Banks and Bank Accounts

Page last updated 03.08.21

When you reach the UK, one of the first things you will want to do is open a bank account. Managing your finances from home is possible but it is impractical in the long term and can get very expensive for several reasons:

  • Every time you make a purchase or withdraw cash in the UK your home bank may charge you currency conversion fees
  • The exchange rate will fluctuate - this can make it difficult to stick to your planned budget or to plan future spending
  • Setting up Direct Debits or monthly transfers for service such as accommodation payments, phone bills or utility bills may not be possible as most companies will prefer payments from a UK account.
  • Most UK employers will want to make payment to a UK account for any wages you earn
  • If you lose your cards or pin number or get locked out of your account, it is quite often impossible to get this sorted out from the UK, meaning expensive and time-consuming trips home to sort this out.

It's normally best to open a bank account with a branch of the bank close to the campus where you are studying.  Not only does this mean you can set up the account locally with friendly student banking specialists, it means that if you have any issues, you are close to the home branch for your account.


The University cannot recommend a specific bank or bank account to you, but we can help you to make your own choice.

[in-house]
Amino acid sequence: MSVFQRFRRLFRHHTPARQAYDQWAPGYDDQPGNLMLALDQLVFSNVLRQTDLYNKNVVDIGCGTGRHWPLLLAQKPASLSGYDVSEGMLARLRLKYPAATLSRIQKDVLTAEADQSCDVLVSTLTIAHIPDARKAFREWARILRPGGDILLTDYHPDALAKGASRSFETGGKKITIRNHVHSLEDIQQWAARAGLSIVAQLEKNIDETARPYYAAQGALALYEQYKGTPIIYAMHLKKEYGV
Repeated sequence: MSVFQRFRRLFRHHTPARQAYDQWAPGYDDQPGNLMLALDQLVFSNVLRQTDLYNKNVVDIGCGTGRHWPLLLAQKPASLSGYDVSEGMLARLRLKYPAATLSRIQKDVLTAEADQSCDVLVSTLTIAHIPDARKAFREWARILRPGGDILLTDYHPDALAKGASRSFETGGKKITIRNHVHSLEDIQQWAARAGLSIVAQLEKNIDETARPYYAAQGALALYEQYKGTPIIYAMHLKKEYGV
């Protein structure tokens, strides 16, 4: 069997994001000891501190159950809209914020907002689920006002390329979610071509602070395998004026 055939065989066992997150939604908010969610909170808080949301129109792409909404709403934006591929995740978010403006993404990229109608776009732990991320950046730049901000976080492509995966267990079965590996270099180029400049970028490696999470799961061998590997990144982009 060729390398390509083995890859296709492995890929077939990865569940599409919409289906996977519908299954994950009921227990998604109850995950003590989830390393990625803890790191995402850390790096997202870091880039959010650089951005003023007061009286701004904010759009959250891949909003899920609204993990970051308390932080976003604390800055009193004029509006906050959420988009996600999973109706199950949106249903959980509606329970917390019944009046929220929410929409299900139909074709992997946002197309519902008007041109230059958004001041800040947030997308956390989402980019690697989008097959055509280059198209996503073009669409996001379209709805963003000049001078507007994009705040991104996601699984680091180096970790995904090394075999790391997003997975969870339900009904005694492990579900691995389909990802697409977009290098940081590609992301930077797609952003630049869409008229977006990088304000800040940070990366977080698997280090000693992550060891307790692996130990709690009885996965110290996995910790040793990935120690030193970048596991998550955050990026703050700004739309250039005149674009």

There are lots of different bank accounts you can choose from in the UK - not all will be suitable for your needs, for example, not all will allow Direct Debits and some have a notice period before you can withdraw or spend money.  It is important that you check with the bank, before you open the account, if there are any restrictions on the account you plan to open.

In general students can open the following accounts:

  • Standard Current Accounts - you can deposit and withdraw money whenever you like. Most accounts will give you a debit card and, in some cases, a chequebook.
  • Standard Savings Accounts - you would normally deposit money here for a longer-term investment. These are great if you want to save money for travel or emergencies.
  • Student Accounts - a type of current account which can come with a number of bank specific perks.

Normally you will need to be in the UK to be able to open these, but some banks will open the account from overseas and then verify your identity when you arrive in the UK.

If you need a Sharia-compliant savings account please see the Money Advice Service Information for further guidance.

There are a number of banks close to the University, and you may wish to go and speak to the banks before deciding which account to open.  As a guide, the following are close to our Campus's:

  • Barclays
  • Halifax
  • HSBC
  • Lloyds